Several months after China’s government lifted a suspension on game licensing that cast a lengthy chill over the world’s largest video game market, there are signs that the industry is returning to its former state of health.
A report published Tuesday by gaming industry database CNG says that Chinese game studios’ revenue in the first half of 2019 jumped 10.8% year-on-year to 116.3 billion yuan ($16.9 billion).
While that doesn’t match the 30% to 40% increases witnessed earlier this decade, the return to double-digit growth marks a welcome reprieve for an industry that has been subjected to intense state scrutiny. From March to December last year, a wide-ranging government restructuring led to authorities freezing the licensing process that all games in China must undergo before being sold on the market, prompting a backlog of more than 5,000 titles awaiting approval.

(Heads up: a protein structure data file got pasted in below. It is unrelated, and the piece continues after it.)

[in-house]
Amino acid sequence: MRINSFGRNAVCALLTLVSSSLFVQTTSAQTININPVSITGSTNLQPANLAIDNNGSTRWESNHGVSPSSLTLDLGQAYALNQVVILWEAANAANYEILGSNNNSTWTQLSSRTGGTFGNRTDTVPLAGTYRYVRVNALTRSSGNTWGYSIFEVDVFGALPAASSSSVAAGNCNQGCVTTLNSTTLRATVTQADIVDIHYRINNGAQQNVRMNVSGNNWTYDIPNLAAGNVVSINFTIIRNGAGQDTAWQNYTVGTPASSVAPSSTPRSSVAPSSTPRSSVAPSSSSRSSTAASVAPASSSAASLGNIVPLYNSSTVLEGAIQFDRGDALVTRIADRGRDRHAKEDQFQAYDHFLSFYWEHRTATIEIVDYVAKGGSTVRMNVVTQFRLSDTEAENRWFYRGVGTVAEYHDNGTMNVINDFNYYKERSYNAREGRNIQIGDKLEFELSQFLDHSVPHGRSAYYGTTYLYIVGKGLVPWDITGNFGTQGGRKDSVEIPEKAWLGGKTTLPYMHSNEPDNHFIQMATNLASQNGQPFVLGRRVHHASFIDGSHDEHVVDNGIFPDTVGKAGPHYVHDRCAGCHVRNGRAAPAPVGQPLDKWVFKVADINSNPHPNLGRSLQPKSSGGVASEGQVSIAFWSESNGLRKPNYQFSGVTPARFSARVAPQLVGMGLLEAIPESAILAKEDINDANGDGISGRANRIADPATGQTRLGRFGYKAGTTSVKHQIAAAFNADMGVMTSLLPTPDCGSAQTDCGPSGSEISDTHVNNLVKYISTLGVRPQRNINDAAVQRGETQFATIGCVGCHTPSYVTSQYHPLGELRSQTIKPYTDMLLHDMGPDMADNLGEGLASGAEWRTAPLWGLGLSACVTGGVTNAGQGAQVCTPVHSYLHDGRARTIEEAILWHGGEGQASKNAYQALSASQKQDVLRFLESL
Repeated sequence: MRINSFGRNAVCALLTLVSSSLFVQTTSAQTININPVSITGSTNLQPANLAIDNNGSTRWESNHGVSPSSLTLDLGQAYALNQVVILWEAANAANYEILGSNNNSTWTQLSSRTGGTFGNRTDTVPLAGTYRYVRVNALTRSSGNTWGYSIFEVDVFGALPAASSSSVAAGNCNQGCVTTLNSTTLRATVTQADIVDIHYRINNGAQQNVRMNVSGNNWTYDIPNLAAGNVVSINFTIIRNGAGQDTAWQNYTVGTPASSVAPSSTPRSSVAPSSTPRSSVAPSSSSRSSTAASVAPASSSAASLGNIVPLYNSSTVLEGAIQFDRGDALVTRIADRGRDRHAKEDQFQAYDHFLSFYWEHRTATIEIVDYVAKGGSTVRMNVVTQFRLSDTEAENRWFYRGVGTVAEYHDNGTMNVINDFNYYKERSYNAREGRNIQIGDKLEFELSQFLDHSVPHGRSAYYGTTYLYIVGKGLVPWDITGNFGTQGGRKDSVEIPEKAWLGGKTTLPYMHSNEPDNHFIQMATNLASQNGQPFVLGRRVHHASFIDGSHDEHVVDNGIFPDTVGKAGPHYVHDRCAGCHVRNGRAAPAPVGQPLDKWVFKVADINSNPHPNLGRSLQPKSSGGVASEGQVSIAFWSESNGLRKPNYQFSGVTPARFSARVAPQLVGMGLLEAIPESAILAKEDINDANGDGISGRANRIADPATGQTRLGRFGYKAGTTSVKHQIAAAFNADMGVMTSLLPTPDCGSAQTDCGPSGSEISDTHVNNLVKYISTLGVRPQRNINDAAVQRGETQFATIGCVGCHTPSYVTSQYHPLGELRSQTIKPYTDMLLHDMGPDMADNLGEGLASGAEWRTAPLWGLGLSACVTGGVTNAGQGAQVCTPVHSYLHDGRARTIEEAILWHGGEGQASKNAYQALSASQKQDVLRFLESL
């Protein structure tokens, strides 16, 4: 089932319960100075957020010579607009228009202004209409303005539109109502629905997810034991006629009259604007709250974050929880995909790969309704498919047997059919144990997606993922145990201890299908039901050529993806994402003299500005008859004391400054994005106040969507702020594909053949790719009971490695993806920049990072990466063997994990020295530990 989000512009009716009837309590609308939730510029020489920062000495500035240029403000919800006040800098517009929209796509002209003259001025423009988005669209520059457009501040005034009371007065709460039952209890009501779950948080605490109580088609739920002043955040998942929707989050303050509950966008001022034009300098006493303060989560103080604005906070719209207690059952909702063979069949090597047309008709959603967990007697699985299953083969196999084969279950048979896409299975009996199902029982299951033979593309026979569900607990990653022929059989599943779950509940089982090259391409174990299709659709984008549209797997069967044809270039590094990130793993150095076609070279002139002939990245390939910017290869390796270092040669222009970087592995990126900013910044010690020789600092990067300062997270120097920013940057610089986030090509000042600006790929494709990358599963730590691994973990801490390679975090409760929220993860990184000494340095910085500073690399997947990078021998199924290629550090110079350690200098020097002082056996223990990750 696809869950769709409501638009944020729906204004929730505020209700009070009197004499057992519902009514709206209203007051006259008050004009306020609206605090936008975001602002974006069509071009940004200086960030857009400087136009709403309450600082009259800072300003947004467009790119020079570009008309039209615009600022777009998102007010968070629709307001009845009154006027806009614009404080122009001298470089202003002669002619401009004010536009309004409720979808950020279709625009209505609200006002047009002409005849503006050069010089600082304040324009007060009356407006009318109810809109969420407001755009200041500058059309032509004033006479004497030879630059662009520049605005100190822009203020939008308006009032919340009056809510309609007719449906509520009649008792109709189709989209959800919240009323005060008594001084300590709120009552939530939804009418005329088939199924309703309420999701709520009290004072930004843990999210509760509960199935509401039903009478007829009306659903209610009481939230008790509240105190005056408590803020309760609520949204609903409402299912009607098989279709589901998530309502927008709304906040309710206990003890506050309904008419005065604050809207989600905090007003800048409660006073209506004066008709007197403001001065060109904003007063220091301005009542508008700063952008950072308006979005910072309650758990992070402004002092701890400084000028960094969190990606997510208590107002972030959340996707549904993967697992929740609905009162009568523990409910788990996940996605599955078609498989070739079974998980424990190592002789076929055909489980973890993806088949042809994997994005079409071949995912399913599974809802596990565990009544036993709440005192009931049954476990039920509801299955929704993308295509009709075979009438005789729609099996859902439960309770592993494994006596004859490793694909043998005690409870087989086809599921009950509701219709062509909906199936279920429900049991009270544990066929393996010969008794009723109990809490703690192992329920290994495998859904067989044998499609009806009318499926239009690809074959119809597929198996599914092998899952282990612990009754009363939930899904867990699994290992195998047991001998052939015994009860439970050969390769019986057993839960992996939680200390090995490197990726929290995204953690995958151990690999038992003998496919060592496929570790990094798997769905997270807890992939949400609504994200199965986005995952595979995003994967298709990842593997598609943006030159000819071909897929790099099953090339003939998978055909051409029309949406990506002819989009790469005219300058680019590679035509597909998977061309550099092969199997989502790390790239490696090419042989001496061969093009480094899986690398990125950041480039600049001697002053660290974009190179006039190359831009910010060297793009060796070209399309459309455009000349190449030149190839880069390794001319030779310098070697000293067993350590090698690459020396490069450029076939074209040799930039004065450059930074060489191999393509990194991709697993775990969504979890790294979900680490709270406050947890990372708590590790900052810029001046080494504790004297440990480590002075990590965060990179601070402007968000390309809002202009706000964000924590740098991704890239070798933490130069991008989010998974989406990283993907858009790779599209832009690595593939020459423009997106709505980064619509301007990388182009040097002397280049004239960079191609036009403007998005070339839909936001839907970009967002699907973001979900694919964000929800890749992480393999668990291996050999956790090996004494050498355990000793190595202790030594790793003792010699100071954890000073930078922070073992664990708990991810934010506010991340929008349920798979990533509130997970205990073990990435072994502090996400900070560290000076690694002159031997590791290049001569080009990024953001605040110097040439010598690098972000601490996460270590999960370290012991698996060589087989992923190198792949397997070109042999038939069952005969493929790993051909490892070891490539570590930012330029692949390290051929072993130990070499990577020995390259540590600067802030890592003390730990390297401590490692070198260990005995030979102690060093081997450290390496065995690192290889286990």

Gaming company revenues in the first six months of 2018 grew just 5.2% year-on-year, a dramatic slump from the 26.7% posted over the equivalent period the year earlier. A number of small and midsize studios folded in the wake of the suspension.
China is home to more than 600 million gamers, roughly twice the total population of the United States.
Contact reporter Matthew Walsh (firstname.lastname@example.org)